People with chronic kidney disease need to reduce the amount of potassium they consume because their kidneys cannot process potassium properly, causing it to build up in the blood.
Medications used to treat kidney disease can also increase potassium levels. One of the best ways to manage potassium levels is by making changes in the diet. This can mean avoiding foods high in potassium and replacing them with low potassium.
Foods high in potassium should be avoided
People with chronic kidney disease or CKD should avoid or limit food that is high in potassium. High potassium levels can cause major symptoms, including irregular heartbeat and muscle tension. Low potassium levels can cause muscle weakness. A doctor or dietitian may be able to help you determine the right amount of potassium for each individual to eat.
Other foods high in potassium people with CKD should limit or avoid including:
- beans and legumes
- many dairy products
- salty foods
- fast food
- processed meat, such as lunch meat and hot dogs
- bran and whole grains
- cantaloupe and honeydew
Dietary restrictions can help prevent further kidney damage in those with CKD.
Low-potassium foods to add
Low potassium diets are a safe alternative for people with CKD. According to the American Kidney Foundation, a diet high in potassium allows 2,000 milligrams of potassium daily. However, the doctor or dietitian is in a good position to advise the person on his or her needs.
There is a lot of low potassium intake. Food, half a cup with the recommended feed size. More than one diet can convert a low potassium option into a high potassium supplement, so it is important to stay within the recommended guidelines.
Low potassium foods include:
- apples, apple juice, and apples
- many berries, including berries, blueberries, strawberries, and raspberries
- grapes and grape juice
- pineapple and pineapple juice
- white rice, noodles, and bread (not whole grains)
- zucchini and yellow squash
People should not cut potassium altogether, as it is an important nutrient that helps manage many bodily functions.
Potassium has many important roles in the body, including:
- helps muscle contract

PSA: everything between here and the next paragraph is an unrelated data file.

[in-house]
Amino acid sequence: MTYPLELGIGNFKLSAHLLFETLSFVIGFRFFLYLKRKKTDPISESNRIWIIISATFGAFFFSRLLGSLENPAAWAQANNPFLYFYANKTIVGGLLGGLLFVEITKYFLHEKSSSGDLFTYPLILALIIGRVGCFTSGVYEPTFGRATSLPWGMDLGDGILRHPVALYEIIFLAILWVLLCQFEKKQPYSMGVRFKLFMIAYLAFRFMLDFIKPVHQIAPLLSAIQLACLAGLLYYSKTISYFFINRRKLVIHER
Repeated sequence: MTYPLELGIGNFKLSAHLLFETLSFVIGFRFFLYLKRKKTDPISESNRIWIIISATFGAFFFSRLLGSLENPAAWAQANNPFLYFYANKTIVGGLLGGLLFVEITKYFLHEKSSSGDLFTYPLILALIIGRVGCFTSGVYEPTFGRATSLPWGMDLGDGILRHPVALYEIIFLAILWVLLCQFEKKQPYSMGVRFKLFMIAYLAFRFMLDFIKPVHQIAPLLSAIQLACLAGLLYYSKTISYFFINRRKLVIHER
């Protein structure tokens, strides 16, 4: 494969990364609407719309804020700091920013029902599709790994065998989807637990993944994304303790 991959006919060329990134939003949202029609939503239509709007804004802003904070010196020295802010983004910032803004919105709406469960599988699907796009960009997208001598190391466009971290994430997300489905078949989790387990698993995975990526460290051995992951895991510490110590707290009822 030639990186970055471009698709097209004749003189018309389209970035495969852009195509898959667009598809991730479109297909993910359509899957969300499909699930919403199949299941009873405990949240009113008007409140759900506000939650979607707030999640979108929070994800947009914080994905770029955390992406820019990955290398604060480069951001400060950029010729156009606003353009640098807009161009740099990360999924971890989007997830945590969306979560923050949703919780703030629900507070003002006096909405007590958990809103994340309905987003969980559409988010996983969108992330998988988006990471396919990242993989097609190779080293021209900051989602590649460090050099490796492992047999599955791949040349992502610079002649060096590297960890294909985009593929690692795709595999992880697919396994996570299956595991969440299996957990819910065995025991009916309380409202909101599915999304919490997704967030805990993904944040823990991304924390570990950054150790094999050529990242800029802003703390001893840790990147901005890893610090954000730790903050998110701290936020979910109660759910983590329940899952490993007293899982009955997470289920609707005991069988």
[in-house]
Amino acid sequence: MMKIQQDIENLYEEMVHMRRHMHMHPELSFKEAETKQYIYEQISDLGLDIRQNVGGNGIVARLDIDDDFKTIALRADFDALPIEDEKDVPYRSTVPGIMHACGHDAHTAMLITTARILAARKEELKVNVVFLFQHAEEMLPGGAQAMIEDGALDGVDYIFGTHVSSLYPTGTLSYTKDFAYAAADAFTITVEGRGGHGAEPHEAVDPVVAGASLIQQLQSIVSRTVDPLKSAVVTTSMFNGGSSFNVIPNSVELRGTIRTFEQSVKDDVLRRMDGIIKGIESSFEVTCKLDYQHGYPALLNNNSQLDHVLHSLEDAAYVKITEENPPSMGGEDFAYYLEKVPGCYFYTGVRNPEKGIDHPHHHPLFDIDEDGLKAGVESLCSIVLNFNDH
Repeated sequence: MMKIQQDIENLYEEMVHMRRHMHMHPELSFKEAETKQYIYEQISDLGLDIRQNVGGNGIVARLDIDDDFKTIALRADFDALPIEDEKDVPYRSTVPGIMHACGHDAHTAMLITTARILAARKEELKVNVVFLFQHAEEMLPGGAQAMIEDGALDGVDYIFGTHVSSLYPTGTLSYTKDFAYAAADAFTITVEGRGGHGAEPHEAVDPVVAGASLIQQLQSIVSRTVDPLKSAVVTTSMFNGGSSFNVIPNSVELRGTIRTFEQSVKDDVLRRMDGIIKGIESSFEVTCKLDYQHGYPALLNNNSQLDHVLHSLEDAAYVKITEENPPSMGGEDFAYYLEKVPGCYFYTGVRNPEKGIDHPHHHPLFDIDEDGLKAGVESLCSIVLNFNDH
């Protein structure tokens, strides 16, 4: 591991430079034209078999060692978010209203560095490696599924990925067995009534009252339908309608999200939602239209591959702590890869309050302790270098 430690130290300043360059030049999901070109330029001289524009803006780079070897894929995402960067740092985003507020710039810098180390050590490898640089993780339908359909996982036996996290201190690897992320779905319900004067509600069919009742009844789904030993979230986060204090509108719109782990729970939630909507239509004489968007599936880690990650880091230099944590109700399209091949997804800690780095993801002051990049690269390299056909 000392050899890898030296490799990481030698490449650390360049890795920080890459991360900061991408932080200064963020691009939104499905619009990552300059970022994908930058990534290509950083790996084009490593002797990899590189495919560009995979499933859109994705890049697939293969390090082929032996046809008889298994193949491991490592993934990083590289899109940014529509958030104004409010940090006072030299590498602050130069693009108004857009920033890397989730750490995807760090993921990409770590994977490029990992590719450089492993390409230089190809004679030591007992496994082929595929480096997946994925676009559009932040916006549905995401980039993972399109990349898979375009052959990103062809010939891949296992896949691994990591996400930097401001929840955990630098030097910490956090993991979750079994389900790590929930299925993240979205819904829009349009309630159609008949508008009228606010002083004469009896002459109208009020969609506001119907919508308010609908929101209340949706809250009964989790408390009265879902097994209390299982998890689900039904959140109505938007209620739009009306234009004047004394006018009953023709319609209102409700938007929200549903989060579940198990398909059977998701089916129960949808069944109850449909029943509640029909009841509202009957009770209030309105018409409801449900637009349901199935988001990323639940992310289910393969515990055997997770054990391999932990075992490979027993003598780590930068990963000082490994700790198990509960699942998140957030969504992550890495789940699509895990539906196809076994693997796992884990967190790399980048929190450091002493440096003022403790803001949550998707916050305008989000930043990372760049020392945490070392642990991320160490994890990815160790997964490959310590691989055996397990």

- to maintain electrolyte balance
- which regulates blood pressure
- to keep the heart working properly
- to assist in garbage removal
- to promote cell growth and health
- to bring oxygen to the brain
- to stabilize the body-changing process
What is CKD?
According to the National Kidney Foundation, CKD affects more than 30 million Americans and is the result of a gradual decline in kidney function over time. Causes of CKD include high blood pressure and diabetes.
CKD can get worse over time. The kidneys may have stopped functioning altogether, but this is rare. With proper treatment and changes in diet, people with CKD can lead a healthier life and avoid complications.
There is no cure for CKD, but treatment can treat the symptoms and keep the kidneys functioning. Most people treat their illnesses with a healthy lifestyle, management of underlying conditions, such as diabetes, high blood pressure, and high cholesterol, and symptomatic medications.
In the early stages of kidney disease, a person may have no symptoms.
As CKD progresses, it can cause:
- fatigue and tiredness
- swollen ankles and feet
- shortness of breath
- I felt nauseous
- blood in the urine
Because CKD is a lifelong condition, it is important that you get regular checkups to monitor kidney function.
People with CKD have an increased risk of cardiovascular events, including heart disease and stroke. Regular checkups can help diagnose problems early and prevent complications.
Reducing potassium by CKD
When the kidneys fail, they are unable to remove excess potassium from the body. This allows more potassium to build up and create problems. High levels of potassium in the blood are called hyperkalemia, which is common in people with advanced CKD.
High levels of potassium tend to grow slowly. Signs of high potassium levels include:
- muscle weakness
If potassium levels rise suddenly and rapidly, a person may experience the following:
- nausea and vomiting
- chest pain
- shortness of breath
These symptoms can indicate a life-threatening condition, and a person should seek immediate medical attention.
Are eggs bad for kidneys?
Although egg yolks are very nutritious, they contain high amounts of phosphorus, making egg whites a better choice for people following a renal diet. Egg whites provide a high-quality, kidney-friendly source of protein.
Is chocolate high in potassium?
People who love chocolate may find the kidney diet difficult because chocolate contains a significant amount of phosphorus and potassium. In addition, many chocolate candies also contain nuts – another high potassium, high phosphorus ingredient.
Are potatoes bad for kidneys?
Certain high-potassium foods, such as potatoes, can be soaked in water to reduce their potassium content for people on the kidney diet. For years, renal dietitians have instructed patients on low-potassium diets to cut up and leach or soak potatoes to reduce the potassium load.